AB 1384 Aims to Address COVID-19 Liability Concerns as School Districts Prepare for a New School Year
As local educational agencies (LEAs) throughout the state continue to plan for the complicated transition back to school in the fall, the question of liability from COVID-19 related harm looms large. AB 1384, recently introduced by Assemblymember Patrick O’Donnell (D- Long Beach), aims to address this liability issue and allow LEAs to focus on providing qualityeducational services during the pandemic. The bill defines LEAs as school districts, county offices of education, schools operated by school districts or county offices of education, charter schools, as well as the California Schools for the Deaf and the California School for the Blind. The bill seeks to ensure that LEAs can stay financially afloat while doing their best to provide safe learning and working conditions.
To receive protection from liability, AB 1384 requires LEAs to implement program and facility policies and procedures consistent with federal, state, and local COVID-19 legal and regulatory requirements. LEAs would also be required to consider guidelines from federal, state, and local government entities as well as public health agencies in their program and facility policies and procedures. If the legal and regulatory requirements and guidelines are included in an LEA’s policies and procedures, an LEA would be exempt from liability related to COVID-19. This protection would apply to lawsuits alleging monetary liability or damages from COVID-19 related injuries or conditions, or an act or omission by an LEA in response to COVID-19. The protection for LEAs would extend to actions taken by its officers and employees.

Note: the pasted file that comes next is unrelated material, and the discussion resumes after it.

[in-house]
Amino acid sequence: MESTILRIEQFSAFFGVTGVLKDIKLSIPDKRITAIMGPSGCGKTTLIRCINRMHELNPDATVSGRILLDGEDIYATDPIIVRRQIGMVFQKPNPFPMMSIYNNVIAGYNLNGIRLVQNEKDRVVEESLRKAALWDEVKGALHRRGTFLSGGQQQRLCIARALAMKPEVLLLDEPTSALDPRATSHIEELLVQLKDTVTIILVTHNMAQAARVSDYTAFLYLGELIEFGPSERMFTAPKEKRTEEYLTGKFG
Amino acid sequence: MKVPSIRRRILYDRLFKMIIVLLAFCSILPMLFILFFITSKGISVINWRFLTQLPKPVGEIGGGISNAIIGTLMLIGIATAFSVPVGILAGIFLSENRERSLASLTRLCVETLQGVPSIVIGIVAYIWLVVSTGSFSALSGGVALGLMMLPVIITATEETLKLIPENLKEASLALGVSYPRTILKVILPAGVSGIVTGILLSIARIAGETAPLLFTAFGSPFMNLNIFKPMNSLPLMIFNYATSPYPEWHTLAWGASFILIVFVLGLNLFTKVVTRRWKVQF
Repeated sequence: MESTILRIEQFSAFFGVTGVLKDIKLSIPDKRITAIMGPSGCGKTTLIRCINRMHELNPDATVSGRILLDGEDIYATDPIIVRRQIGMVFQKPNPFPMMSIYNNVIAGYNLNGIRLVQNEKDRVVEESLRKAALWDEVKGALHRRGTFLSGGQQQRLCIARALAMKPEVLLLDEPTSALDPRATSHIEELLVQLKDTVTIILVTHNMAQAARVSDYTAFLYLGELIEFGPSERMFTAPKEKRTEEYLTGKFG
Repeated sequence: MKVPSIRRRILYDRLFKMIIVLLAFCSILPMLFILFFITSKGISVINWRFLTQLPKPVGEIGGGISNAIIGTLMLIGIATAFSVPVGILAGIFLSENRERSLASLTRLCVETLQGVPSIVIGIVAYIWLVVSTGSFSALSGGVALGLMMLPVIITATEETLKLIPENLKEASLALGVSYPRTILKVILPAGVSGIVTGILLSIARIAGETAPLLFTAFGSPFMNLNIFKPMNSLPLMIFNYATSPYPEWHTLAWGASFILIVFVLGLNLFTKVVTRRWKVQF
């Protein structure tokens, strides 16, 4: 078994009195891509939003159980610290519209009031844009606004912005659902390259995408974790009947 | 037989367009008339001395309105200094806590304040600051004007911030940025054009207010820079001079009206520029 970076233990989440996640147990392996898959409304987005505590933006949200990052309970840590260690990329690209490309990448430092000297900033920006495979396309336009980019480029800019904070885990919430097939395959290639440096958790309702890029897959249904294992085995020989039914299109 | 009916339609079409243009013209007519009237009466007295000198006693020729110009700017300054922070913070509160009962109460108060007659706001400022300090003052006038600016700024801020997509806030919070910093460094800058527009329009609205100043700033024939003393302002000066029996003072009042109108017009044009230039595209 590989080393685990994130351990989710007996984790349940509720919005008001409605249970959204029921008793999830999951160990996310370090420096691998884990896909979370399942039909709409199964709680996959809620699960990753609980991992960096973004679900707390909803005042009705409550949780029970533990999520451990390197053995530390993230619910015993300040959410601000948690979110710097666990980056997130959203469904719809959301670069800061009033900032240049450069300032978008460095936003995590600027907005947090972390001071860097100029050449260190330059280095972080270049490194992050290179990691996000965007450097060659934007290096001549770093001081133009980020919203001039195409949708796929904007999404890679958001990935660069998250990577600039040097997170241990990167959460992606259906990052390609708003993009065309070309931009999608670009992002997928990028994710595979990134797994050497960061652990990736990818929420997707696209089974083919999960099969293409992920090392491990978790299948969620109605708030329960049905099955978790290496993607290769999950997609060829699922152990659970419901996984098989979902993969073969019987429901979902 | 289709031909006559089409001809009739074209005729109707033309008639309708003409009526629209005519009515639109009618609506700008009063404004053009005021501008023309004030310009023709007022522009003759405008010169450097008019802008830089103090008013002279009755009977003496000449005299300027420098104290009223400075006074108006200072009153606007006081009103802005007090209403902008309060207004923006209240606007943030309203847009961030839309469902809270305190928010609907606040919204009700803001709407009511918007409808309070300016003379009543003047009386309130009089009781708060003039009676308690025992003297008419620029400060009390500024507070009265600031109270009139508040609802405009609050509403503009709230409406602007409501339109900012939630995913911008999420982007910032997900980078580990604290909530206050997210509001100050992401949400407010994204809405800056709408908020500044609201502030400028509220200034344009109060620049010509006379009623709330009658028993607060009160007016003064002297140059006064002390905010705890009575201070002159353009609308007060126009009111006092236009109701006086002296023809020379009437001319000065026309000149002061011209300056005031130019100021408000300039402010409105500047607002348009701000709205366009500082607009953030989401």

While AB 1384 limits the ability of students and parents to bring COVID-19 related challenges against an LEA, teachers and other school employees are not limited and may bring COVID-19 related claims under workers’ compensation. Additionally, monetary claims for damages that result due to gross negligence or reckless, wanton, or willful misconduct by an LEA are not limited by the bill and non-monetary student claims are not precluded by the bill.
With schools looking to finalize plans and prepare for the new school year, this bill may receive priority in the Legislature. It is expected to be heard in Assembly committees upon the return of the Assembly to session the week of July 13th, but as of July 16th there have been no updates.